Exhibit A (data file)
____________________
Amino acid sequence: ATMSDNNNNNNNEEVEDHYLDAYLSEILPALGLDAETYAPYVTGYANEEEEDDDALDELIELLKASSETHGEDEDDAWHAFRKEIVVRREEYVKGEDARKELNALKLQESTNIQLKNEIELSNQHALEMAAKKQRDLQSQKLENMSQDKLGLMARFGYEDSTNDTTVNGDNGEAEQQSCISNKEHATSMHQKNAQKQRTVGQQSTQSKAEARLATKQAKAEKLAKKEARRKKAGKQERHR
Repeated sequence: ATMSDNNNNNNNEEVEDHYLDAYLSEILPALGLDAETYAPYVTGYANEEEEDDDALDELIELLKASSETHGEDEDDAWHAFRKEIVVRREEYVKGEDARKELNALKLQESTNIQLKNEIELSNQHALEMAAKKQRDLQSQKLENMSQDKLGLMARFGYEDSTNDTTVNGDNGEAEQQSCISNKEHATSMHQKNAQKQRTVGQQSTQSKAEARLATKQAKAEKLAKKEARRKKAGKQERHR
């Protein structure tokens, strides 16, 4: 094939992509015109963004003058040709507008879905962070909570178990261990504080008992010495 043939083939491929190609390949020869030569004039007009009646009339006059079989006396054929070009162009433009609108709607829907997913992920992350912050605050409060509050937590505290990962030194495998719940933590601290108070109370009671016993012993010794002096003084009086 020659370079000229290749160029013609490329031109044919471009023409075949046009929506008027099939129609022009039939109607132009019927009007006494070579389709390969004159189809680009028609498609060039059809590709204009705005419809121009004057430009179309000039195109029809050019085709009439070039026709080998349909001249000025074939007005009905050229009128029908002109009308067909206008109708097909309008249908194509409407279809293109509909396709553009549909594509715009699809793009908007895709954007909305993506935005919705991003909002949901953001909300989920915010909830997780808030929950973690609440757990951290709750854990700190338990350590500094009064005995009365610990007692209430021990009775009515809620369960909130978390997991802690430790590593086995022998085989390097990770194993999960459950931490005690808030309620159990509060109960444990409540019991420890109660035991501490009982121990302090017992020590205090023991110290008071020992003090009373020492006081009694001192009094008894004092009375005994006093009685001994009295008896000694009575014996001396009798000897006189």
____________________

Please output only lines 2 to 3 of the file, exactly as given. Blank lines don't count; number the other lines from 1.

Repeated sequence: ATMSDNNNNNNNEEVEDHYLDAYLSEILPALGLDAETYAPYVTGYANEEEEDDDALDELIELLKASSETHGEDEDDAWHAFRKEIVVRREEYVKGEDARKELNALKLQESTNIQLKNEIELSNQHALEMAAKKQRDLQSQKLENMSQDKLGLMARFGYEDSTNDTTVNGDNGEAEQQSCISNKEHATSMHQKNAQKQRTVGQQSTQSKAEARLATKQAKAEKLAKKEARRKKAGKQERHR
């Protein structure tokens, strides 16, 4: 094939992509015109963004003058040709507008879905962070909570178990261990504080008992010495 043939083939491929190609390949020869030569004039007009009646009339006059079989006396054929070009162009433009609108709607829907997913992920992350912050605050409060509050937590505290990962030194495998719940933590601290108070109370009671016993012993010794002096003084009086 020659370079000229290749160029013609490329031109044919471009023409075949046009929506008027099939129609022009039939109607132009019927009007006494070579389709390969004159189809680009028609498609060039059809590709204009705005419809121009004057430009179309000039195109029809050019085709009439070039026709080998349909001249000025074939007005009905050229009128029908002109009308067909206008109708097909309008249908194509409407279809293109509909396709553009549909594509715009699809793009908007895709954007909305993506935005919705991003909002949901953001909300989920915010909830997780808030929950973690609440757990951290709750854990700190338990350590500094009064005995009365610990007692209430021990009775009515809620369960909130978390997991802690430790590593086995022998085989390097990770194993999960459950931490005690808030309620159990509060109960444990409540019991420890109660035991501490009982121990302090017992020590205090023991110290008071020992003090009373020492006081009694001192009094008894004092009375005994006093009685001994009295008896000694009575014996001396009798000897006189």